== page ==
Everyone I know has been bitten by mosquitoes this year. They are a plague resulting from our long, cold winter, or so I've been told. Even when spray is used, those pests can swarm and drive a person crazy.
I could go on, but I'm not writing about mosquitoes today. I've been bitten by another bug, the craft bug.
Years ago, I tried all kinds of crafts. After seeing the beautiful work done by another person, I wanted to make my own. I've tried pottery, origami, oil painting and paper art. None of those stuck, but painting with watercolors and creating bookmarks with pressed flowers did. For a time, I sold at art shows, but then I set everything aside, well mostly.
This year the craft bug bit me big time. Not only am I painting watercolor pins and pressing flowers again, I found myself doing other things, too.
One project actually began almost 40 years ago. Yes, I said 40 years ago! My mother painted two accent lights for Baby Robby's bedroom. She expected me to add the electrical stuff and shades. After all, Mom had done the hard work by painting the panda and blocks. Making them into lamps was the easy part. Right?
I had good intentions of finishing those two lamps when Robby was little, and then again, when his little sister, Becky, was born. Somehow I never found the time. They remained lightless, only displayed as knickknacks.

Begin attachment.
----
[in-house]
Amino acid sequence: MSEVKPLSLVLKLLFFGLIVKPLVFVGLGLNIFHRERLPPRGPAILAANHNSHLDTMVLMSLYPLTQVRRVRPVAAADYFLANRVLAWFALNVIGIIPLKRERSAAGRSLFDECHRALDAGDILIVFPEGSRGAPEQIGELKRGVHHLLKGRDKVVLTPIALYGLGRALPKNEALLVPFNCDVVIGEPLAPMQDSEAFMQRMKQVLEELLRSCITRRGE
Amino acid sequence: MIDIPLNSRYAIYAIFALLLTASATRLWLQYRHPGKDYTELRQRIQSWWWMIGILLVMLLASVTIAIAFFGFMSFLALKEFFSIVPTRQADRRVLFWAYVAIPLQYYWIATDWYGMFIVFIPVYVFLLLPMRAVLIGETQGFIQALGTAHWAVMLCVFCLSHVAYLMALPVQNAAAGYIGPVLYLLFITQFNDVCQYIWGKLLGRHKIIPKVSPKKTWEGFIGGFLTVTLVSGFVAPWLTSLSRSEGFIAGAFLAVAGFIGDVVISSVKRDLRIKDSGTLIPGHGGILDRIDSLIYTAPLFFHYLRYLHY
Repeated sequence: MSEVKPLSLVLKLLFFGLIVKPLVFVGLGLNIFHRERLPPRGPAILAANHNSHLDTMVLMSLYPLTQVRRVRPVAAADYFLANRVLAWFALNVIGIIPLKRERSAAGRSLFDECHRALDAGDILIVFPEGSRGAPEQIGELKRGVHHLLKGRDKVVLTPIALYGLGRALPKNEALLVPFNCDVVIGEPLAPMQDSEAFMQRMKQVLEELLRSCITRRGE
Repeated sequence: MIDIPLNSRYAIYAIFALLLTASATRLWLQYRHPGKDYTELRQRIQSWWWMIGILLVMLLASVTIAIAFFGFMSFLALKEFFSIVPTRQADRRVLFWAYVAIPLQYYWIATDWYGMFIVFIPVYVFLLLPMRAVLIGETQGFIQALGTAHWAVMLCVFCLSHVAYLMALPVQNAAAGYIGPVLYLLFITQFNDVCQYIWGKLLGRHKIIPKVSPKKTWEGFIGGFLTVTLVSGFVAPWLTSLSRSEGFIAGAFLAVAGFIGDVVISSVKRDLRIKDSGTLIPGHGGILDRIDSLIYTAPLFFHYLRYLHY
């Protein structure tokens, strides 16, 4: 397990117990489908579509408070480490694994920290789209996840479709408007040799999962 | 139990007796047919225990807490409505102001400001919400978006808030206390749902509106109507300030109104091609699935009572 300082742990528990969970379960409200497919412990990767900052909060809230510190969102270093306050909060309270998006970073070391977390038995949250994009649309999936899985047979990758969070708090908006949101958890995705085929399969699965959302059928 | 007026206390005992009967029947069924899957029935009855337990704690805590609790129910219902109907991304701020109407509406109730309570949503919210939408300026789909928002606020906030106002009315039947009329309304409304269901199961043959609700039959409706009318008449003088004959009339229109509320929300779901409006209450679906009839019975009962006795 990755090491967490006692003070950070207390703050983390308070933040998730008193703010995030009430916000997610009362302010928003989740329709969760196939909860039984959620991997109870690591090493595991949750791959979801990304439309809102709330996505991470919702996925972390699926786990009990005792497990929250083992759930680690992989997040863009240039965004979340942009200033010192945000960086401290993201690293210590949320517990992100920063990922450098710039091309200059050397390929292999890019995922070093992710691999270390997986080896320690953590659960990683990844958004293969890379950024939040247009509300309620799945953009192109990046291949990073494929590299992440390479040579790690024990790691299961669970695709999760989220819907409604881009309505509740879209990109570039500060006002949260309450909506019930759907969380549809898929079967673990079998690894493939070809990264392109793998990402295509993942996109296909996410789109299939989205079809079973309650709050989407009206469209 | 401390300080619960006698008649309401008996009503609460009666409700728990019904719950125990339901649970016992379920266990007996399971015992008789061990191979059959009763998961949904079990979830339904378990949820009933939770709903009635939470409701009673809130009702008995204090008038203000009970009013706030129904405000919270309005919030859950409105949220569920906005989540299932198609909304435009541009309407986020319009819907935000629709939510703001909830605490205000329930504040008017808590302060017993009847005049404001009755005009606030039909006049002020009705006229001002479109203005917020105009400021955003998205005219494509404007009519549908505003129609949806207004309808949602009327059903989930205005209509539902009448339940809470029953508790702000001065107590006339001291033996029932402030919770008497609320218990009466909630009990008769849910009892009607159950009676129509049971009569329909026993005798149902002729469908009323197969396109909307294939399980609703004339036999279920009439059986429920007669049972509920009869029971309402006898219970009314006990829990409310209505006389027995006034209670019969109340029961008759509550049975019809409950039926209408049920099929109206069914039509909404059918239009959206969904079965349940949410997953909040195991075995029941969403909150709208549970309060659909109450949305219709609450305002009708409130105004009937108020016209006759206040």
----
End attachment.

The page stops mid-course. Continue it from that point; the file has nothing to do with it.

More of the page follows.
Two more babies eventually came, and I had even less time to change Mom's creations into the lamps they should have been. Years passed, grandchildren started to arrive and yet the lamps were never finished.
Finally, when the craft bug bit me this year, those lamps were unearthed. I was determined to finish that long awaited project. I started searching for the wiring setup needed to attach an electric light and shade. My hunt took me to nearby stores. No one had the connections I needed.
Bob started looking around the house. He figured he could rig up something that would work, like an extension cord with a bare light bulb on the end — luckily, nothing he thought up fit.
When we went into Green Bay, we stopped in one of the giant arts and crafts stores. Instead of looking around like Bob wanted to do, I asked the manager for help — he happened to be walking past us when we walked in the door.
"Come with me," he said, and led us a few aisles into the store. The items he expected to find were missing. He called for help. "I'm sorry, but we don't carry lamp kits anymore."
We walked away in search of decoupage goop I needed for another project.
As we crossed the store, we came to a table covered with closeout lamps. We found two matching lamps just the right size. They were $10 each — marked down from $49.99! This included shades, too. (The electrical setup I had been searching for was around $13-14, without the shades.)
We bought the lamps and went home where we began dissecting them.
Bob and I worked together — he knows more about electricity then I do. It took a little careful manipulation of the lamps to get them all apart without breaking anything, but we managed.
Soon we were taking the two decorations my mother had painted all those years ago — her signature is on the bottom — and turning them into real, honest-to-goodness lamps, and they worked, too.
Forty years in the making, this project is finally finished. Good thing too. They were taken to a special family baby shower a week later and now await the time when they will illuminate an infant's room. Thanks, Mom, for the special gift.